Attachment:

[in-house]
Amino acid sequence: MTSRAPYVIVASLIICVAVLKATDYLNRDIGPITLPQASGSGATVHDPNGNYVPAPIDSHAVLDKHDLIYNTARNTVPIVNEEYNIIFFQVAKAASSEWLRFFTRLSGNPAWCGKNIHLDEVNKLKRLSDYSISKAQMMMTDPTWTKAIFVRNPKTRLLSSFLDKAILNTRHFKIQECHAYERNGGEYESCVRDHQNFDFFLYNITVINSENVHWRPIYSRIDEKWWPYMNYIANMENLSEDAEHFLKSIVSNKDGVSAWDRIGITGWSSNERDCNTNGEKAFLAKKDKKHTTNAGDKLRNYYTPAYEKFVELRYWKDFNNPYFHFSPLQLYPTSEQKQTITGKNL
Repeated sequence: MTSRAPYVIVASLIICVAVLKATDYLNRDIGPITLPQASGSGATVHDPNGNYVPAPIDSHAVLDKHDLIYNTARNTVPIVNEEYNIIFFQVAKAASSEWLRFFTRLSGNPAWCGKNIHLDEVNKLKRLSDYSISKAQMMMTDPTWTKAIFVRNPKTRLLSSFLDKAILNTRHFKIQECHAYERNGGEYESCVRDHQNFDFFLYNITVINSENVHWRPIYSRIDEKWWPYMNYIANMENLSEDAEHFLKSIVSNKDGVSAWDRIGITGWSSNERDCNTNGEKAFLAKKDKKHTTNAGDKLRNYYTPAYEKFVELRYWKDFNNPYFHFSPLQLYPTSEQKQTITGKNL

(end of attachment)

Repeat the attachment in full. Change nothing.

[in-house]
Amino acid sequence: MTSRAPYVIVASLIICVAVLKATDYLNRDIGPITLPQASGSGATVHDPNGNYVPAPIDSHAVLDKHDLIYNTARNTVPIVNEEYNIIFFQVAKAASSEWLRFFTRLSGNPAWCGKNIHLDEVNKLKRLSDYSISKAQMMMTDPTWTKAIFVRNPKTRLLSSFLDKAILNTRHFKIQECHAYERNGGEYESCVRDHQNFDFFLYNITVINSENVHWRPIYSRIDEKWWPYMNYIANMENLSEDAEHFLKSIVSNKDGVSAWDRIGITGWSSNERDCNTNGEKAFLAKKDKKHTTNAGDKLRNYYTPAYEKFVELRYWKDFNNPYFHFSPLQLYPTSEQKQTITGKNL
Repeated sequence: MTSRAPYVIVASLIICVAVLKATDYLNRDIGPITLPQASGSGATVHDPNGNYVPAPIDSHAVLDKHDLIYNTARNTVPIVNEEYNIIFFQVAKAASSEWLRFFTRLSGNPAWCGKNIHLDEVNKLKRLSDYSISKAQMMMTDPTWTKAIFVRNPKTRLLSSFLDKAILNTRHFKIQECHAYERNGGEYESCVRDHQNFDFFLYNITVINSENVHWRPIYSRIDEKWWPYMNYIANMENLSEDAEHFLKSIVSNKDGVSAWDRIGITGWSSNERDCNTNGEKAFLAKKDKKHTTNAGDKLRNYYTPAYEKFVELRYWKDFNNPYFHFSPLQLYPTSEQKQTITGKNL